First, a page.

Post from July, 2017

Followup: What’s Next?

Monday, 31. July 2017 0:37

The last post was about that depression that seems to happen regularly to artists when they finish a project. Originally, I suggested that the best cure seemed to be jumping into another, even frivolous, project to pull oneself out of the doldrums. But then it occurred that if one is depressed, the last thing s/he might be able to do is to come up with a new project, no matter how lightweight it might be.

As I was pondering this I ran across a blog post by Austin Kleon entitled “Want to be an artist? Watch Groundhog Day” (If you are not receiving Kleon’s newsletter or reading his blog posts on your news feed, you should be.)  In the post, Kleon argues that the creative journey is much like that of Phil Connors (played by Bill Murray) in Groundhog Day.

His point is one that has been made here before: “The creative journey is not one in which at the end you wake up in some mythical, happy, foreign land. The creative journey is one in which you wake up every day, like Phil, with more work to do.” And Kleon makes his point quite forcefully.

Along the way, he includes a quote from Ian Svenonius’ book, Supernatural Strategies for Making a Rock ‘n’ Roll Group: “[Art], however, is different. You will never know exactly what you must do, it will never be enough… no matter what change you achieve, you will most likely see no dividend from it. And even after you have achieved greatness, the [tiny number of people] who even noticed will ask, ‘What next?’”

This is the question that we always find ourselves asking after the end of a project, and in the depression we’re feeling, the answers are hard to see. New projects do not usually just jump up and introduce themselves at our bidding. So what to do?

My suggestion is absurdly simple, but for some reason, the idea has eluded me until very recently: make a list of potential projects—not just a list of projects you could do or might be interested in doing, but projects that you really want to do, given the time and opportunity.

If your experience is like mine, you might find that the ideas for new projects come when you are the busiest on a another project. Make notes on them for future reference. And when I say notes, I mean just that—not just a list of project ideas, but some sort of document about each idea with enough detail to allow you to remember what you were thinking in full. So now, instead of just scribbling the idea on a post-it note, which subsequently became illegible or lost, I now make a Word document for each idea and keep those documents in their own folder on Dropbox. Some files contain only a single sentence or phrase; others have multi-page outlines of projects—whatever time and the level of development permit.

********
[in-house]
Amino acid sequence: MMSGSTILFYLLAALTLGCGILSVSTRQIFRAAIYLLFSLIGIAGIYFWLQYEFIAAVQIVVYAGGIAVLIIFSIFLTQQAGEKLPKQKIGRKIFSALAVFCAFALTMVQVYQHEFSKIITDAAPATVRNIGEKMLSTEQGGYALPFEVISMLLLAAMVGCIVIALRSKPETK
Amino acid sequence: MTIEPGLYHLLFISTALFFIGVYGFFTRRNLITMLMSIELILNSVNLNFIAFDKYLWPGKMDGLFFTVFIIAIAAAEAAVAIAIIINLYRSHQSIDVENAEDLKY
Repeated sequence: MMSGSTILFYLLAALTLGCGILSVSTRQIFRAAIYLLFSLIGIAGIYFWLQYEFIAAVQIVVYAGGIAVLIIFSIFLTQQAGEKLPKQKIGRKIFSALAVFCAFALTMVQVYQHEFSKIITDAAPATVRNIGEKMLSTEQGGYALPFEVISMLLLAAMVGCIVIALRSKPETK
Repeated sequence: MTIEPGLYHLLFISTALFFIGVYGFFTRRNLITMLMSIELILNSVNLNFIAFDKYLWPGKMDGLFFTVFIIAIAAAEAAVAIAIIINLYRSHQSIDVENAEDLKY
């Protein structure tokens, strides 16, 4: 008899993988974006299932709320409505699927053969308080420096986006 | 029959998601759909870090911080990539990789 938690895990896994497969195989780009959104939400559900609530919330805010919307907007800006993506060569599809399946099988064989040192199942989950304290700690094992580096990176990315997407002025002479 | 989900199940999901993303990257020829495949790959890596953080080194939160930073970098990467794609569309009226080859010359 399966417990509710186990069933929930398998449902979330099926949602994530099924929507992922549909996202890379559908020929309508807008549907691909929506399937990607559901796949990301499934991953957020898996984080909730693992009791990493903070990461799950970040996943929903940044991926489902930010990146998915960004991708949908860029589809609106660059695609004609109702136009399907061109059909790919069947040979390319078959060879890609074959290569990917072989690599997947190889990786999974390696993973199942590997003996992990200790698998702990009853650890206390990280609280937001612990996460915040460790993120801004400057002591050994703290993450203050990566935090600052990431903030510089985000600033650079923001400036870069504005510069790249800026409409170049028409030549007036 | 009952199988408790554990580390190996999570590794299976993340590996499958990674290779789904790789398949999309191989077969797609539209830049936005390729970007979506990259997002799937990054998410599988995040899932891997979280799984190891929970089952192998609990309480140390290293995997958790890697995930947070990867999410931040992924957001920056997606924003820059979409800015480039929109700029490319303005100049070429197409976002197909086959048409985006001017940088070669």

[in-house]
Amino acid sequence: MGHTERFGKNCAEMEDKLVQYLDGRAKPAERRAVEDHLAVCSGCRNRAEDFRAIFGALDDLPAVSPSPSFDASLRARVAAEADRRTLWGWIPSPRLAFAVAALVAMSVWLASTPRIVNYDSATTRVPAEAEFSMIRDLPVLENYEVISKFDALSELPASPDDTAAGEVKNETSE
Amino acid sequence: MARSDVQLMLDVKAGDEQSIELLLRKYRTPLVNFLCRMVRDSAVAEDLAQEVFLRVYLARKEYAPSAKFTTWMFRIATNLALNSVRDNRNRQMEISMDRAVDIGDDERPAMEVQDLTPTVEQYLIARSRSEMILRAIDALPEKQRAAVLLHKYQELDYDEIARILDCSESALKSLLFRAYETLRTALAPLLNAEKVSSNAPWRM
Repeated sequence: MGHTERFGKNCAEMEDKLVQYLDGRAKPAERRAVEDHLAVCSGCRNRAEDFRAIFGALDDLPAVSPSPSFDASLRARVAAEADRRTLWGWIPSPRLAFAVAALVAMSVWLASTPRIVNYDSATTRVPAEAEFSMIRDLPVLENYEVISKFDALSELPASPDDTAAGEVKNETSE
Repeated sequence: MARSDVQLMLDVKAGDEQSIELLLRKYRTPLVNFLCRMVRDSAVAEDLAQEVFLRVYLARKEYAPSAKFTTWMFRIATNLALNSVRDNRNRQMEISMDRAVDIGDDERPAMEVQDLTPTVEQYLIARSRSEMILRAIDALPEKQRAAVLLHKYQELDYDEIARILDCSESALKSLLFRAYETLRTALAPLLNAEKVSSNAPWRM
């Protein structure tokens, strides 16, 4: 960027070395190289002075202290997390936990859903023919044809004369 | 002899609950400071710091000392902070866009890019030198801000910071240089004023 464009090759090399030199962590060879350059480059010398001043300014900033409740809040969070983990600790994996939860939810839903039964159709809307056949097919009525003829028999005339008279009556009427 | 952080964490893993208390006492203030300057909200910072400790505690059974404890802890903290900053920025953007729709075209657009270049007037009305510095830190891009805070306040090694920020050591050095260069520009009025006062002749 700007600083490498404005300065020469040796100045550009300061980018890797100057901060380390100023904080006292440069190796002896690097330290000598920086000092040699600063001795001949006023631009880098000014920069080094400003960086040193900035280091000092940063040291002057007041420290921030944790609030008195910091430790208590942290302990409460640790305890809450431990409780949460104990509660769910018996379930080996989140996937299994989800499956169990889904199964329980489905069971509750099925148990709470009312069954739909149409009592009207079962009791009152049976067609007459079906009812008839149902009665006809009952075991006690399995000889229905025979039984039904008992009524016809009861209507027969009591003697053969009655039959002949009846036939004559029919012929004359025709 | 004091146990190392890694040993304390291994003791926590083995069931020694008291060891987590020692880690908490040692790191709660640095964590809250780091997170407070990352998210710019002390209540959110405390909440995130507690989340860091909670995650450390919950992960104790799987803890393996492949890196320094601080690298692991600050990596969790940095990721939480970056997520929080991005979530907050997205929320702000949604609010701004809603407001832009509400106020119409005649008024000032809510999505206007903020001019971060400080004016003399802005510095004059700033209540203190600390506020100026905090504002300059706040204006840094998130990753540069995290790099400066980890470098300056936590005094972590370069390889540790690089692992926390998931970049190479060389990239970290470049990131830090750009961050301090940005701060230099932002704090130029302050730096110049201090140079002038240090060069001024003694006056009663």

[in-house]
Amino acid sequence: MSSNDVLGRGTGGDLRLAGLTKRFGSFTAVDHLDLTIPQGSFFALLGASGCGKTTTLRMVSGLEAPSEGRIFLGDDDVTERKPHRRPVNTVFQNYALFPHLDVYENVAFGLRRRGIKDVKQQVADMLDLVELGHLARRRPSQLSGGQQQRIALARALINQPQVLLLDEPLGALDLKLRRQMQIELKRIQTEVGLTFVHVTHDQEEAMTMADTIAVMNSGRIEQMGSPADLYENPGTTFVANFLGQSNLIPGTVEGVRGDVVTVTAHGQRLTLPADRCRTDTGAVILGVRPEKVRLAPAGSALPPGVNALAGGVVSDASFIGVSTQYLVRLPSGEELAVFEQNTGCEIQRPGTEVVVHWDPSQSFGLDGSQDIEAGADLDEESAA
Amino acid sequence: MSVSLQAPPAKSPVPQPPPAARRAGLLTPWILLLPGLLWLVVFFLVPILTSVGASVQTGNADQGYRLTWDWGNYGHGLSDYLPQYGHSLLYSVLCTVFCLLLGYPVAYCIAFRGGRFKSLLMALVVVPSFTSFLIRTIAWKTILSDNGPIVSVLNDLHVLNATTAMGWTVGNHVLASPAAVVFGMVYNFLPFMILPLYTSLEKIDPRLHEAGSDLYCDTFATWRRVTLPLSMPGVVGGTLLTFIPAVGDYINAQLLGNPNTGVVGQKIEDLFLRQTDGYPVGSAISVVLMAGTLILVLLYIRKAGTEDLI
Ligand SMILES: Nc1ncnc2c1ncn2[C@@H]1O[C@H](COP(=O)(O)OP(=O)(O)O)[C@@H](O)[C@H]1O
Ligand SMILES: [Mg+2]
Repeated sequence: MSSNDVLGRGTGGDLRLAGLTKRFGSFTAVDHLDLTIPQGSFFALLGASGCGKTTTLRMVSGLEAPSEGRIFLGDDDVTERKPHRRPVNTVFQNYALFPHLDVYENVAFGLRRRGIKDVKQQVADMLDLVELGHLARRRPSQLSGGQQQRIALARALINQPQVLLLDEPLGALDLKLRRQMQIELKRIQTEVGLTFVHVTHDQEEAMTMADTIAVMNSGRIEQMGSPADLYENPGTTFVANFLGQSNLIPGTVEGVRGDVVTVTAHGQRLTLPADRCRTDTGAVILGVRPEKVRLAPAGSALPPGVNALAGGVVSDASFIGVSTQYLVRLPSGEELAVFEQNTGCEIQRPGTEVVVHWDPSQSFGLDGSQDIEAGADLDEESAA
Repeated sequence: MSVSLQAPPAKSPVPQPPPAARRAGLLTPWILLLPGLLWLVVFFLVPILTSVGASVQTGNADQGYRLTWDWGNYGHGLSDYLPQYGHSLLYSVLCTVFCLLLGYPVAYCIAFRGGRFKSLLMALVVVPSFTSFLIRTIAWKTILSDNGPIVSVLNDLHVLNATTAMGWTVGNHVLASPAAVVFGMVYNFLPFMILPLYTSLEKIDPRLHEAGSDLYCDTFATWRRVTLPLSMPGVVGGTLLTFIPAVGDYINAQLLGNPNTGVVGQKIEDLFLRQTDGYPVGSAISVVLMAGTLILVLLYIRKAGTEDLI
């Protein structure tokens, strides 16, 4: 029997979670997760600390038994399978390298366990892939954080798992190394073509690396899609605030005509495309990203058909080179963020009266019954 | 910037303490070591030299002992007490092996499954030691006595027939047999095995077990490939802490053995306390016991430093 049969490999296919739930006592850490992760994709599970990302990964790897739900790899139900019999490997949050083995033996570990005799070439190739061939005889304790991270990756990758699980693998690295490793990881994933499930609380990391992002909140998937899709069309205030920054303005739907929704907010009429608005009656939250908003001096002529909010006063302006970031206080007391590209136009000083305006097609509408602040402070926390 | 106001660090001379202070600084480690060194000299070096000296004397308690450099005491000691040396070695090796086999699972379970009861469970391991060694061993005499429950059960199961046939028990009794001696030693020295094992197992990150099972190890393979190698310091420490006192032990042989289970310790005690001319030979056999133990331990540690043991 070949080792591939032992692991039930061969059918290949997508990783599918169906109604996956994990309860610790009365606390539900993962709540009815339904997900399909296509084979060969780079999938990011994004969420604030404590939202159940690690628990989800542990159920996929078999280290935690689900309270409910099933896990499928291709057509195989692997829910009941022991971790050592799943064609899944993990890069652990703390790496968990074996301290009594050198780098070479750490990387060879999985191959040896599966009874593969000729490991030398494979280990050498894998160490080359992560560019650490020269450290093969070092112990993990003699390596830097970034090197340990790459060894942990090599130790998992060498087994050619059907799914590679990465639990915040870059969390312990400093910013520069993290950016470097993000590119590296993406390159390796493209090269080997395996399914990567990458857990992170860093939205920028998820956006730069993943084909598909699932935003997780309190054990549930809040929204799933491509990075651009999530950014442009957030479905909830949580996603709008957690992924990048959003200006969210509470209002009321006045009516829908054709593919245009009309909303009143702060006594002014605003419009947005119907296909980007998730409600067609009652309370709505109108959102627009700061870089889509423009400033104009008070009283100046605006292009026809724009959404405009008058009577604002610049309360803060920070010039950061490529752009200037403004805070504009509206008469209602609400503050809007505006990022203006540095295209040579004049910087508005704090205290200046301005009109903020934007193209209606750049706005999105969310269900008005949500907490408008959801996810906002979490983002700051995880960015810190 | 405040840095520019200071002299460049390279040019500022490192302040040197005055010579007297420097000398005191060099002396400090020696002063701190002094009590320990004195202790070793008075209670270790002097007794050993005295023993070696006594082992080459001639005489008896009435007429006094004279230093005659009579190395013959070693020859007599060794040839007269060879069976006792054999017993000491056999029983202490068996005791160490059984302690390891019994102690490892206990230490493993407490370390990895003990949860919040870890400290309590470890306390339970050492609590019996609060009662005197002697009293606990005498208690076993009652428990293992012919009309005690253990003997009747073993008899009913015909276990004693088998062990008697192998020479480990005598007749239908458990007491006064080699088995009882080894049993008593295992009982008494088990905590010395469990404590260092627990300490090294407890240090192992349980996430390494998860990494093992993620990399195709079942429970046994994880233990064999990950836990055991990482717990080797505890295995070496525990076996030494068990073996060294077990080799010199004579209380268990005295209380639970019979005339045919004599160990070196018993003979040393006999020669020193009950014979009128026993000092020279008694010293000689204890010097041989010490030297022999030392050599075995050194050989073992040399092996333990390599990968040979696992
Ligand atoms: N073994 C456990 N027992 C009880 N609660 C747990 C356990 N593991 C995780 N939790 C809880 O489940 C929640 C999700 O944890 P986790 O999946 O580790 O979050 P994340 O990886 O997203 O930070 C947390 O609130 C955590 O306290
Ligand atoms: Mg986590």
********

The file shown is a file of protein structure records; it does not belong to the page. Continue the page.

This folder provides a place that I can go whenever I am between projects to insure that I keep working, when I have additional developmental ideas, when I need to do the “something small every day” that Kleon advocates. I can open a project, refine it, edit it, add to it, develop it—a little at a time. Some of these potentials grow into projects; some get abandoned when I realize they are unworkable. Still others morph into a project different from the one I had originally envisioned.

It may not be a perfect system, but it works for me. You may want to give it a try.

Category:Creativity, Productivity | Comment (0) | Author:

Post-Project Depression

Monday, 17. July 2017 1:49

Perhaps you’ve experienced it. You finish a big project and maybe allow yourself an evening of celebration or a time of project evaluation, and then it hits—a full-blown depression. It’s a phenomenon that you experience over and over—and the depth of the depression seems directly proportional to the size and difficulty of the project. And even if you have experienced it multiple times, it often takes you off-guard.

This just happened to me. Having just finished a major project in the last 24 hours, I was a both surprised and not surprised to wake up the next morning having fallen into a larger-than-average depression. The fact that I have experienced these episodes before and know them for what they are does not make them feel any better.

It’s an occurrence that is familiar to John le Carré. “Completing a book, it’s a little like having a baby,” he told the Telegraph in 2010. “There’s a feeling of relief and satisfaction when you get to the end. A feeling that you have brought your family, your characters, home. Then a sort of post-natal depression and then, very quickly, the horizon of a new book. The consolation that next time I will do it better.” Whether it’s a novelist or a poet or a painter or a film director or a stage choreographer or a sculptor or a photographer, a great number of artists share le Carré’s experiences.

It seems to come with the territory. According to Tammy Worth, artists, entertainers, writers are among the 10 careers with high rates of depression. In fact “creative people may also have higher rates of mood disorders; about 9% reported an episode of major depression in the previous year. In men, it’s the job category most likely to be associated with an episode of major depression (nearly 7% in full-time workers.” Worth goes on to quote Deborah Legge, PhD, licensed mental health counselor in Buffalo NY who says, “Depression is not uncommon to those who are drawn to work in the arts, and then the lifestyle contributes to it.” Indeed Jordan Zakarin quotes dancer/blogger Taylor Gordon who says that she thinks depression, along with overwork are bigger issues for ballet dancers than eating disorders.